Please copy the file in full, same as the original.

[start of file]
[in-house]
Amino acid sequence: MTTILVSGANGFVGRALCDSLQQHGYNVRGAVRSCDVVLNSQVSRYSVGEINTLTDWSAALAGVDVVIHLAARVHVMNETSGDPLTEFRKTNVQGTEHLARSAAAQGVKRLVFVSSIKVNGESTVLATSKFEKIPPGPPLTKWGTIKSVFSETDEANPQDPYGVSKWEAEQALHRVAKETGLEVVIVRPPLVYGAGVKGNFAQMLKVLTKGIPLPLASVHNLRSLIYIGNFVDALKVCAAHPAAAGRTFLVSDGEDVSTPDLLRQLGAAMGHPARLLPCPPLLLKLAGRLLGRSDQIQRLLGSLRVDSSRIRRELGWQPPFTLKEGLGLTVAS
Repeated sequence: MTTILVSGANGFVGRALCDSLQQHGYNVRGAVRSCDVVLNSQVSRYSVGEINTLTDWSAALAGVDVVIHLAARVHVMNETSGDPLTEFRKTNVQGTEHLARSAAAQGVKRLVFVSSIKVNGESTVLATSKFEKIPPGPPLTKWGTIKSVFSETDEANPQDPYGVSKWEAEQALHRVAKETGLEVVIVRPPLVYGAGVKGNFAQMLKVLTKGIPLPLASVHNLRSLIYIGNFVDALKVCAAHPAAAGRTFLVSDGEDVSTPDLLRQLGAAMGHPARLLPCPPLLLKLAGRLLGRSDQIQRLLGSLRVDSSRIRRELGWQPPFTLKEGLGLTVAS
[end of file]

[in-house]
Amino acid sequence: MTTILVSGANGFVGRALCDSLQQHGYNVRGAVRSCDVVLNSQVSRYSVGEINTLTDWSAALAGVDVVIHLAARVHVMNETSGDPLTEFRKTNVQGTEHLARSAAAQGVKRLVFVSSIKVNGESTVLATSKFEKIPPGPPLTKWGTIKSVFSETDEANPQDPYGVSKWEAEQALHRVAKETGLEVVIVRPPLVYGAGVKGNFAQMLKVLTKGIPLPLASVHNLRSLIYIGNFVDALKVCAAHPAAAGRTFLVSDGEDVSTPDLLRQLGAAMGHPARLLPCPPLLLKLAGRLLGRSDQIQRLLGSLRVDSSRIRRELGWQPPFTLKEGLGLTVAS
Repeated sequence: MTTILVSGANGFVGRALCDSLQQHGYNVRGAVRSCDVVLNSQVSRYSVGEINTLTDWSAALAGVDVVIHLAARVHVMNETSGDPLTEFRKTNVQGTEHLARSAAAQGVKRLVFVSSIKVNGESTVLATSKFEKIPPGPPLTKWGTIKSVFSETDEANPQDPYGVSKWEAEQALHRVAKETGLEVVIVRPPLVYGAGVKGNFAQMLKVLTKGIPLPLASVHNLRSLIYIGNFVDALKVCAAHPAAAGRTFLVSDGEDVSTPDLLRQLGAAMGHPARLLPCPPLLLKLAGRLLGRSDQIQRLLGSLRVDSSRIRRELGWQPPFTLKEGLGLTVAS